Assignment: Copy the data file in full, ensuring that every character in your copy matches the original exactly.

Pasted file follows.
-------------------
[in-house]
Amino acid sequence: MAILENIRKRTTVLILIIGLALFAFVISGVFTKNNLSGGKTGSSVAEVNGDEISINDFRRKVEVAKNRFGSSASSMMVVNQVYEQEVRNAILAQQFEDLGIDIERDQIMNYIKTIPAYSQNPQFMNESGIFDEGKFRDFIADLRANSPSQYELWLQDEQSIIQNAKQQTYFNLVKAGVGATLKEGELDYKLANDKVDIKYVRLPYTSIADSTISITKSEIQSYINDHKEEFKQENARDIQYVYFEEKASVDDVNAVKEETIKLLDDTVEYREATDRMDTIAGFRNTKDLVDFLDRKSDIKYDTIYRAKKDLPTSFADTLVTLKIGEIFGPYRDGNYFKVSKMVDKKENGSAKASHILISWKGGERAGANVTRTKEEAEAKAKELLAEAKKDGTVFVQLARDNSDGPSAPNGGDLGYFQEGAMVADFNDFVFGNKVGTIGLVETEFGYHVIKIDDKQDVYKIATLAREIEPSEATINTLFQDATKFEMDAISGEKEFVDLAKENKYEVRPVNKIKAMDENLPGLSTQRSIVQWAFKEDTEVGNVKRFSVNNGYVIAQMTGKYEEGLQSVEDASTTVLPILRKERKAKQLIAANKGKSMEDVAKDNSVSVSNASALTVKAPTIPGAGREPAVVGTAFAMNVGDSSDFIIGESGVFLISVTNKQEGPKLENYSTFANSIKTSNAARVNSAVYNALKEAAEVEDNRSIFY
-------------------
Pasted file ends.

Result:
[in-house]
Amino acid sequence: MAILENIRKRTTVLILIIGLALFAFVISGVFTKNNLSGGKTGSSVAEVNGDEISINDFRRKVEVAKNRFGSSASSMMVVNQVYEQEVRNAILAQQFEDLGIDIERDQIMNYIKTIPAYSQNPQFMNESGIFDEGKFRDFIADLRANSPSQYELWLQDEQSIIQNAKQQTYFNLVKAGVGATLKEGELDYKLANDKVDIKYVRLPYTSIADSTISITKSEIQSYINDHKEEFKQENARDIQYVYFEEKASVDDVNAVKEETIKLLDDTVEYREATDRMDTIAGFRNTKDLVDFLDRKSDIKYDTIYRAKKDLPTSFADTLVTLKIGEIFGPYRDGNYFKVSKMVDKKENGSAKASHILISWKGGERAGANVTRTKEEAEAKAKELLAEAKKDGTVFVQLARDNSDGPSAPNGGDLGYFQEGAMVADFNDFVFGNKVGTIGLVETEFGYHVIKIDDKQDVYKIATLAREIEPSEATINTLFQDATKFEMDAISGEKEFVDLAKENKYEVRPVNKIKAMDENLPGLSTQRSIVQWAFKEDTEVGNVKRFSVNNGYVIAQMTGKYEEGLQSVEDASTTVLPILRKERKAKQLIAANKGKSMEDVAKDNSVSVSNASALTVKAPTIPGAGREPAVVGTAFAMNVGDSSDFIIGESGVFLISVTNKQEGPKLENYSTFANSIKTSNAARVNSAVYNALKEAAEVEDNRSIFY